Be Part of a Project

wind projects and land ownersGlobal Winds Harvest is always interested in evaluating development opportunities. If you are wondering about the wind power potential of your land, please feel free to contact us. The following factors are important for determining whether your land might be part of a viable wind power project:

1. Wind Resource – as a rule of thumb, wind speeds of at least 17 mph are typically required to generate sufficient power to make a wind power project economically viable.

2. Interconnection/ Transmission – because the costs of transporting power to the electrical grid are high, project viability typically requires that existing transmission lines be within at least 5-10 miles of the wind resource area.

3. Land Area – to avoid excessive power losses from turbulence, large wind turbines are typically spaced ~1000-2000 ft apart. On average, this results in a total wind farm land area of approximately 60-100 acres per turbine.

Other important considerations include the need to minimize environmental constraints (e.g., avoiding sensitive ecological resources, public airports, high-density residential areas, etc.), the availability of potential power buyers (i.e., being near a good market), and transportation accessibility (i.e., the ability to safely and economically move turbines and cranes to the project area). Although every project is different, most successful development attempts will include a favorable combination of all these factors.

For lands that meet some or most of these favorable criteria, the typical course of development is fairly predictable.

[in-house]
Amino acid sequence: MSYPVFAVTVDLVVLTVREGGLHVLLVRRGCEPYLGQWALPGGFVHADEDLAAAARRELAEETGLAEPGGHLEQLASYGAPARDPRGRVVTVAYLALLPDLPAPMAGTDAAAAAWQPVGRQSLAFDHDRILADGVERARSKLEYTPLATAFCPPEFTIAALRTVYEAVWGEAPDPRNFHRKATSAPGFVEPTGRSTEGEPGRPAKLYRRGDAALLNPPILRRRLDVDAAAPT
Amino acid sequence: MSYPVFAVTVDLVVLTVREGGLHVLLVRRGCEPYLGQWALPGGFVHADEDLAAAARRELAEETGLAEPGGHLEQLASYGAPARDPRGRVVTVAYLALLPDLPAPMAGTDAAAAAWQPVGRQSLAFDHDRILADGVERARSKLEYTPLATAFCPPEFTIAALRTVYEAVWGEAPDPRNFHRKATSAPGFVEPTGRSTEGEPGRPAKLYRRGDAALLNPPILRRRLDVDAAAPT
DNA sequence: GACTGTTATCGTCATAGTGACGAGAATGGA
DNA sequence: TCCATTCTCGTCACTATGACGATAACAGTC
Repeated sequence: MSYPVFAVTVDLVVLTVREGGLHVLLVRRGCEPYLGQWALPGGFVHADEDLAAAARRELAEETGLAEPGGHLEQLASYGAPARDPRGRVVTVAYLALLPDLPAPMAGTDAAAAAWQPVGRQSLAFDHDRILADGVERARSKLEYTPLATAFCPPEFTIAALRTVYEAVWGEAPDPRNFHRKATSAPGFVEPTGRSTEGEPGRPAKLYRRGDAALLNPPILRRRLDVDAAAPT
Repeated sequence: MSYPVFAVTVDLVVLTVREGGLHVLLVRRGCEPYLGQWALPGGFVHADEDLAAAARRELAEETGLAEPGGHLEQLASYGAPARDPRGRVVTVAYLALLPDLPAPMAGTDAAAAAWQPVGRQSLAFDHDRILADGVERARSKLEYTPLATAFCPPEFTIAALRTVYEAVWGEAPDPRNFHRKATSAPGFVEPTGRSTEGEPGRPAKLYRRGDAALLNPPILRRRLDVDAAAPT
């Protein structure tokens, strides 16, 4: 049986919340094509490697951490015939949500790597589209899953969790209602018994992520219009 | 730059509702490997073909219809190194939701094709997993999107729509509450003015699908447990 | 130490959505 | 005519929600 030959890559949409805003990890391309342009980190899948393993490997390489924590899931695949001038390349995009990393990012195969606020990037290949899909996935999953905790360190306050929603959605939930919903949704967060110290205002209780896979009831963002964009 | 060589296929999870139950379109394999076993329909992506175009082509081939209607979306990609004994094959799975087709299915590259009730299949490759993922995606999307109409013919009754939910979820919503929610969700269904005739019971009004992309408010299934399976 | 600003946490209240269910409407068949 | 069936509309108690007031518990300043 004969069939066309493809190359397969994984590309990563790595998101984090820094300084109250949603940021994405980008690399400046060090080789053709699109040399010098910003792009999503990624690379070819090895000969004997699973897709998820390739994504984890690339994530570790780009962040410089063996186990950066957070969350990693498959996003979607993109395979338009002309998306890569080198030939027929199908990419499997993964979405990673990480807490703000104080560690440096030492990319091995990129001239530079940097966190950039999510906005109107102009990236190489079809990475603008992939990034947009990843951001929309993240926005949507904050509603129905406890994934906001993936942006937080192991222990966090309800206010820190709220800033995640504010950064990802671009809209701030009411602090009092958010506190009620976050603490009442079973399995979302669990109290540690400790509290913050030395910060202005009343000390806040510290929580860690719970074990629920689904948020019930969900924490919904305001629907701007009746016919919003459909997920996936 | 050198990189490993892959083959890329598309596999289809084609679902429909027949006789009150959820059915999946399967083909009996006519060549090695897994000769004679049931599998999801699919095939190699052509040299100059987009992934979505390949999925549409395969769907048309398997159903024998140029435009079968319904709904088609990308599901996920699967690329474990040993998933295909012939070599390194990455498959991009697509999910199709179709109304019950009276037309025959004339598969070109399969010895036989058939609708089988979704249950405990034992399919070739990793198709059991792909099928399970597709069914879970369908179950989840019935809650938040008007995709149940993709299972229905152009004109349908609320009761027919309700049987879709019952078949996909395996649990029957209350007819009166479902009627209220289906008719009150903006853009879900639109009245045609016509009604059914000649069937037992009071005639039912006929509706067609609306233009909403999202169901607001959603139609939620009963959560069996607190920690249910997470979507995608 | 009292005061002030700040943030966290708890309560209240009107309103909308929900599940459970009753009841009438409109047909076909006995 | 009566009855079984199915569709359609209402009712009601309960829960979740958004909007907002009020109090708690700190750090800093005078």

– during this first phase, land is secured by negotiating leases or lease options with our partner landowners, meteorological data is collected, and feasibility for interconnection to the electrical grid is evaluated.

wind tower constructionMid-stage Development – having determined that the project appears economically viable, this phase of development largely involves evaluating the potential environmental impacts of the project and the possibility for their mitigation, conducting electrical grid interconnection studies and securing the necessary local, state, and federal permits required to build the project. This can be an expensive and time-consuming process if the location has not been well selected from the start.

Late-stage Development – once the necessary permits and the rights to interconnect to the electrical grid have been secured, the final stage of development is focused on ensuring that all legal issues with the leased properities are in order, finalizing the precise layout of turbines and other project components (substation, electrical collection system, permanent meteorological towers, etc.), engineering the construction of these components and planning the logistics of component transport and construction.